Cycled light in the intensive care unit for preterm and low birth weight infants

Neonatal Unit, Mayanei HaYeshua Medical Centre, Bnei Brak, Israel.
Cochrane database of systematic reviews (Online) (Impact Factor: 6.03). 01/2011; 8(1):CD006982. DOI: 10.1002/14651858.CD006982.pub2
Source: PubMed


The pregnant woman is exposed to variable intensities of lighting and sound and, in general, lower levels at night. Some of the lighting and sound reaches the fetus in the womb and induces circadian rhythms. Circadian is a term used to describe biological processes that recur naturally on a 24-hour basis. After birth, preterm infants are cared for in an environment that has no planned light-dark cycles or any other circadian entraining signals. Infants are exposed to either continuous bright light, continuous near darkness or an unstructured combination of the two. Our primary objective was to determine the effectiveness of cycled light (approximately 12 hours of light on and 12 hours of light off) on growth in preterm infants at three and six months of corrected gestational age. To May 2013, 506 infants have been enrolled in trials assessing the effect of cycled light. One study reported improved growth at three months of age in infants exposed to cycled lighting compared with continuous bright light. One study found no difference in weight at four months of age. Only a few outcomes reached statistical significance, which is likely to be due to the small number of infants enrolled in the studies, but trends for most outcomes (weight gain, length of stay, incidence of retinopathy of prematurity, time spent crying) favoured cycled light compared with near darkness and cycled light compared with continuous bright light.

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Available from: Arne Ohlsson, Oct 06, 2015
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    • "Several studies in the last few years have highlighted the fact that postnatal environment, and in particular light, exerts a major long-lasting influence on the individual's circadian system later in life [2]. This may also occur in preterm babies exposed to abnormal light environments in Neonatal Intensive Care Units, as this experience can affect their short-term recovery and growth [3], together with their long-term sleep patterns and neurodevelopment [4], [5]. Therefore, it is critical to determine the mechanisms behind early programming of the circadian system by light, as a first step towards uncovering the consequences of abnormal light exposure during development. "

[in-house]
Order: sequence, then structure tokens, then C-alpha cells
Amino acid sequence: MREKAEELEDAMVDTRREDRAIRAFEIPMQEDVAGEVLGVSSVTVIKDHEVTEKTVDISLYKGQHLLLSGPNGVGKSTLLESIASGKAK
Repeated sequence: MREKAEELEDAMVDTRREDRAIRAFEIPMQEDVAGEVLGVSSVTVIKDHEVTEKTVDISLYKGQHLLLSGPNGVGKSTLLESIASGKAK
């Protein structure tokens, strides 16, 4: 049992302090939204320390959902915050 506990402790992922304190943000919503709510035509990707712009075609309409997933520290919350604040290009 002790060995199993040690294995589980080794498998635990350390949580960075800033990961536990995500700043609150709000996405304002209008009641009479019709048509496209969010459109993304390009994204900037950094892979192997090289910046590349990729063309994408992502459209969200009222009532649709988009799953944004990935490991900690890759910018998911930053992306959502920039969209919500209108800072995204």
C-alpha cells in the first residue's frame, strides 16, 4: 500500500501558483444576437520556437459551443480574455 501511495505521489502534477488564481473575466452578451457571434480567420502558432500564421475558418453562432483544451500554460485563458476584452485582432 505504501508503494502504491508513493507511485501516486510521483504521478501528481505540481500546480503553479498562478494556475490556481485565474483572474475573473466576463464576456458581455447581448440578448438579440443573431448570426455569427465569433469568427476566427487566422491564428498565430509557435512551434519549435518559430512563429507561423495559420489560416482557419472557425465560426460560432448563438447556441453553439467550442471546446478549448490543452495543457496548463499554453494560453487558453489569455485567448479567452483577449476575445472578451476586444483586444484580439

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    ABSTRACT: Early life programming has important consequences for future health and wellbeing. A key new aspect is the impact of perinatal light on the circadian system. Postnatal light environment will program circadian behavior, together with cell morphology and clock gene function within the suprachiasmatic nucleus (SCN) of the hypothalamus, the principal circadian clock in mammals. Nevertheless, it is still not clear whether the observed changes reflect a processing of an altered photic input from the retina, rather than an imprinting of the intrinsic molecular clock mechanisms. Here, we addressed the issue by systematically probing the mouse circadian system at various levels. Firstly, we used electroretinography, pupillometry and histology protocols to show that gross retinal function and morphology in the adult are largely independent of postnatal light experiences that modulate circadian photosensitivity. Secondly, we used circadian activity protocols to show that only the animal's behavioral responses to chronic light exposure, but not to constant darkness or the acute responses to a light stimulus depend on postnatal light experience. Thirdly, we used real-time PER2::LUC rhythm recording to show long-term changes in clock gene expression in the SCN, but also heart, lung and spleen. The data showed that perinatal light mainly targets the long-term adaptive responses of the circadian clock to environmental light, rather than the retina or intrinsic clock mechanisms. Finally, we found long-term effects on circadian peripheral clocks, suggesting far-reaching consequences for the animal's overall physiology.
    PLoS ONE 05/2014; 9(5):e97160. DOI:10.1371/journal.pone.0097160 · 3.23 Impact Factor